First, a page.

Journeyman hurler C.J. Nitkowski was one of the first big leaguers to mess around with what we call a blog these days, but his early efforts weren’t quite a salacious as this. Currently in Spring Training with the Fukuoka SoftBank Hawks, Nitkowski’s diary can be found in the Sentinel (link swiped from Repoz and Baseball Think Factory)

Before you board one of the buses, you have a very important decision to make. This decision is one no American ballplayer in my generation has ever had to make _ get on the smoking or nonsmoking bus.

I was caught a little off-guard when I was presented with such an option. Around 40 percent of the players smoke, so separation is necessary. I opt to go smoke-free every day.

There is something about being trapped in a smoked-filled bus at 9:30 in the morning that just doesn’t sound all that appealing. I guess that doesn’t sound appealing to me at any time of the day.

I came here determined to experience all Japan has to offer. Whether it is food or local customs, I’ve told myself to be open-minded and try things I might otherwise never have the opportunity to experience. So when I was told the hotel had an onsen (Japanese hot spring), I decided I really wanted to try it.

My first thoughts were that a natural hot spring is just nature’s hot tub. Having never been, I was briefed by one of the team’s three interpreters they have provided for the four Americans. He told me that the Japanese use an onsen completely nude.

Now these are fairly large pools that could fit anywhere from 15 to 20 men, and I was having a hard time understanding why they wouldn’t just wear bathing suits. He kind of agreed with me, so when I took my first trip to the onsen, I wore a suit.

There were two Japanese men inside the outer pool when I arrived, yes, both fully naked (the pools are only about 2 feet deep). Without making eye contact, I joined them.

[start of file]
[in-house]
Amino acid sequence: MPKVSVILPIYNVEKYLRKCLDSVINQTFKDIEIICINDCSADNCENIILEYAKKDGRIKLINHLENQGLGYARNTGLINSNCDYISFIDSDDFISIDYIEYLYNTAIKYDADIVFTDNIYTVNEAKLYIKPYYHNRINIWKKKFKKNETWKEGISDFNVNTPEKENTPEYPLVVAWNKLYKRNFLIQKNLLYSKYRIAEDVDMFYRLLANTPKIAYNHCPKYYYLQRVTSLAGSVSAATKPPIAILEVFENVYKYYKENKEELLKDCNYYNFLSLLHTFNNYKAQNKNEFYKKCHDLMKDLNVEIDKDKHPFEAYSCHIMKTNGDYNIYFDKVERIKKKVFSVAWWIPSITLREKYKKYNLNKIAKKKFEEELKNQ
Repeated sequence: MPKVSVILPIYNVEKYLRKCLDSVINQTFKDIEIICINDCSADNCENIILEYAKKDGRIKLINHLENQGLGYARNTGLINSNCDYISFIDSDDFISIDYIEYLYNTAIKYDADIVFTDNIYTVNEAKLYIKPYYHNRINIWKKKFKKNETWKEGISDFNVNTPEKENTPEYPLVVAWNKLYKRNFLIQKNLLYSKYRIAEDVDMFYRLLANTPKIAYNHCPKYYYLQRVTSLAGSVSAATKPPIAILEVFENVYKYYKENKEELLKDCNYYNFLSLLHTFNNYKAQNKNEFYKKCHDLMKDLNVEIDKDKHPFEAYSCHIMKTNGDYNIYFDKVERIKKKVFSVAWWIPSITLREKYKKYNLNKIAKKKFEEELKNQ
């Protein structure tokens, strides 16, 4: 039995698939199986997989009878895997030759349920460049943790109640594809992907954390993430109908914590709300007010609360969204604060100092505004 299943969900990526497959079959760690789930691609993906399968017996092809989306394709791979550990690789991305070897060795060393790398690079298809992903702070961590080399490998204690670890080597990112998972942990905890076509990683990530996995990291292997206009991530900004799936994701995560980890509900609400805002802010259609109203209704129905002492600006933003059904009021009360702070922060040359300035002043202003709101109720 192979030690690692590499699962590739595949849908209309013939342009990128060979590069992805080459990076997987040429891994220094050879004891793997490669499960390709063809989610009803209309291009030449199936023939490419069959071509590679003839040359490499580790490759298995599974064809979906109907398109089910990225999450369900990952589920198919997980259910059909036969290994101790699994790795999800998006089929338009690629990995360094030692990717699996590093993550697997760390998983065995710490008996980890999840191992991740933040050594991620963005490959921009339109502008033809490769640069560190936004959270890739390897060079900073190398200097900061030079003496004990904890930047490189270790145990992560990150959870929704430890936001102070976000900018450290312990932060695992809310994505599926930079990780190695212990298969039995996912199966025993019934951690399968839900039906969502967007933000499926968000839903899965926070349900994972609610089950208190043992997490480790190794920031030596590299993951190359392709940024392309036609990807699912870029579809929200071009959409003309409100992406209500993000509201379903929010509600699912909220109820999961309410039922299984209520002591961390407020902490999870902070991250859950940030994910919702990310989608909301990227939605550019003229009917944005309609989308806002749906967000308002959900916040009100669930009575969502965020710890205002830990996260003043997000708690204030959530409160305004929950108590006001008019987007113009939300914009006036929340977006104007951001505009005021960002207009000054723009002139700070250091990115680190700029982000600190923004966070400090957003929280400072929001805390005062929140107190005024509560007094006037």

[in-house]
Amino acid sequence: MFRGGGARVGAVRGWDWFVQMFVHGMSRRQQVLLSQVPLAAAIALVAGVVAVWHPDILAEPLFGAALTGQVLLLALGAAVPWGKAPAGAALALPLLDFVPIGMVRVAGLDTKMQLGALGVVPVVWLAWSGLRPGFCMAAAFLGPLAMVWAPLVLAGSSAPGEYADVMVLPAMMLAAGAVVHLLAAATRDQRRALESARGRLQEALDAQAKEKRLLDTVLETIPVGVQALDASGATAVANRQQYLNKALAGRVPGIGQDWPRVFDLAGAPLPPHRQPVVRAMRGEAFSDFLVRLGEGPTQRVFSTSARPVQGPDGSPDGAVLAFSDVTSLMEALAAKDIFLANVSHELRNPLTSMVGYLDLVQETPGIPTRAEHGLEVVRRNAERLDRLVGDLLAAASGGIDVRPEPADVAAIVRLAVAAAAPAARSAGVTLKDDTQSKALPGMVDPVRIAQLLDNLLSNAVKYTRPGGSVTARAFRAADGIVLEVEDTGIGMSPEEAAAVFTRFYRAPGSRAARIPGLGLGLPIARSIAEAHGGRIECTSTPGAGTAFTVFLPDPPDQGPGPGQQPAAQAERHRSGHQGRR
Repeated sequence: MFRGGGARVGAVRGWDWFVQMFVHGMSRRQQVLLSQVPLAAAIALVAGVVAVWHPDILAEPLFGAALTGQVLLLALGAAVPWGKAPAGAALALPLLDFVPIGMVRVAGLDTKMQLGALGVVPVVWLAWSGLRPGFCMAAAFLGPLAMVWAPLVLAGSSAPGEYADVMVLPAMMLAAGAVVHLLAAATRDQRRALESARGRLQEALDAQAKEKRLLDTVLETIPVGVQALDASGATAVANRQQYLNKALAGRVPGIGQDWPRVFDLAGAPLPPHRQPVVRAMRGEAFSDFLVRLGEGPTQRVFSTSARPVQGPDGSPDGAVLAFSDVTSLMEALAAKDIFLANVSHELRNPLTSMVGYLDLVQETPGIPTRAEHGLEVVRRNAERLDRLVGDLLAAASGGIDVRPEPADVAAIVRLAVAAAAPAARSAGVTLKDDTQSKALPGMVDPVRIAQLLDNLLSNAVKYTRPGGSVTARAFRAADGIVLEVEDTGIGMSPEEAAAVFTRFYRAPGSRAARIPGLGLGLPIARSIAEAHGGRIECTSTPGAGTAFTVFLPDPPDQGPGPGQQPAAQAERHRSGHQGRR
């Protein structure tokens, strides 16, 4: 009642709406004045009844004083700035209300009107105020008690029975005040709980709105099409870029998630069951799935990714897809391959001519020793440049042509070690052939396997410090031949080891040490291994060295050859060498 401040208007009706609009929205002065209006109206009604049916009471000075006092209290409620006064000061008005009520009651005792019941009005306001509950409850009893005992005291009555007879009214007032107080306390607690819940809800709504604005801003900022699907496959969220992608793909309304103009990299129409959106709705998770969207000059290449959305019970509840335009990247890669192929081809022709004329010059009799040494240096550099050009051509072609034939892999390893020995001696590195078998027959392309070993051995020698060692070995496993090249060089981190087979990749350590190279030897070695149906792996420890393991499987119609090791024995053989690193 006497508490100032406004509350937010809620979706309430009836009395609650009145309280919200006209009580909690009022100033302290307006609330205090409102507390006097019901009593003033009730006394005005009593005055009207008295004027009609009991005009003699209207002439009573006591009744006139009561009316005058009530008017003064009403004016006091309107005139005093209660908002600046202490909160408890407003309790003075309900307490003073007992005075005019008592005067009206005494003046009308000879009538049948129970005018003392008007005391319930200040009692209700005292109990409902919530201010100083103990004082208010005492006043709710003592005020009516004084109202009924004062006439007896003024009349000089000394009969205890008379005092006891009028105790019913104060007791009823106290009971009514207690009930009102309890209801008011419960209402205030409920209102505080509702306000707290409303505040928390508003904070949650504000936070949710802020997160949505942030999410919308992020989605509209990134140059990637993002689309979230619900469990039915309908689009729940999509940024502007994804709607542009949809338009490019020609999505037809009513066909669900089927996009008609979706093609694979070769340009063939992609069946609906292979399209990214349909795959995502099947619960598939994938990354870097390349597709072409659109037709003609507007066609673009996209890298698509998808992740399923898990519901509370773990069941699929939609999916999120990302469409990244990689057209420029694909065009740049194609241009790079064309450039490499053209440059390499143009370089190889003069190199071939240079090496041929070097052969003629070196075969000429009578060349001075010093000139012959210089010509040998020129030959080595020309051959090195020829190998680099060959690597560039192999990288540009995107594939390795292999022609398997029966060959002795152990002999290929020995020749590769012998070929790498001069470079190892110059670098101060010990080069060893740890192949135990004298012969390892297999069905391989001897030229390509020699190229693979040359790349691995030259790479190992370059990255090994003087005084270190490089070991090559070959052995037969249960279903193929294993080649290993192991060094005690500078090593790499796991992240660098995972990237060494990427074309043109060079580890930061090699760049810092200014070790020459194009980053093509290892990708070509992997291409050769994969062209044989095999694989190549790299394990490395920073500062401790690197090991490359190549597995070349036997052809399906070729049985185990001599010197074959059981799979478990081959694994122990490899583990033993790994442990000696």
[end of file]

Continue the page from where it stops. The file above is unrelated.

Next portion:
The hot spring experience was very nice and very relaxing, and a much different experience from a hot tub. The heated water combined with nature’s minerals really provided a muscle relaxation experience I have never had before.

When I had relaxed enough, I dried off and made my way toward the exit. As I was leaving, I noticed a list of guidelines for using an onsen. Sure enough, as I worked down the list, I read that bathing suits are prohibited. It is birthday suit or the highway in the onsen.

I read somewhere that there is a Japanese virtue of “naked communion” where social barriers are broken down and you can get to know people in a relaxed atmosphere such as an onsen.

As you may imagine, I was in quite the quandary. I had just experienced one of the really great things Japanese culture has to offer, but I am not completely sold on the “naked communion” part of it, especially with strangers of the same sex. However, after a long spring training workout, an onsen is an ideal way to finish the day.

What is an American to do?

Let me put it this way: Before the next day’s workouts were even over, I couldn’t wait to be a member of “naked communion.” And so it goes, communion is no longer just on Sundays for me.

Though he’s nearly doubled his 2006 salary, Dodgers reliever Joe Beimel lost his arbitration case yesterday ; he’ll earn $912,000 in ’07 rather than the $1.25 million he sought.  The result is another feather in the cap of former Bill Singer sparring partner Kim Ng (above, right), and a not so subtle reminder to Beimel that Ann Marlowe isn’t the only thing hazardous to your health in New York bars.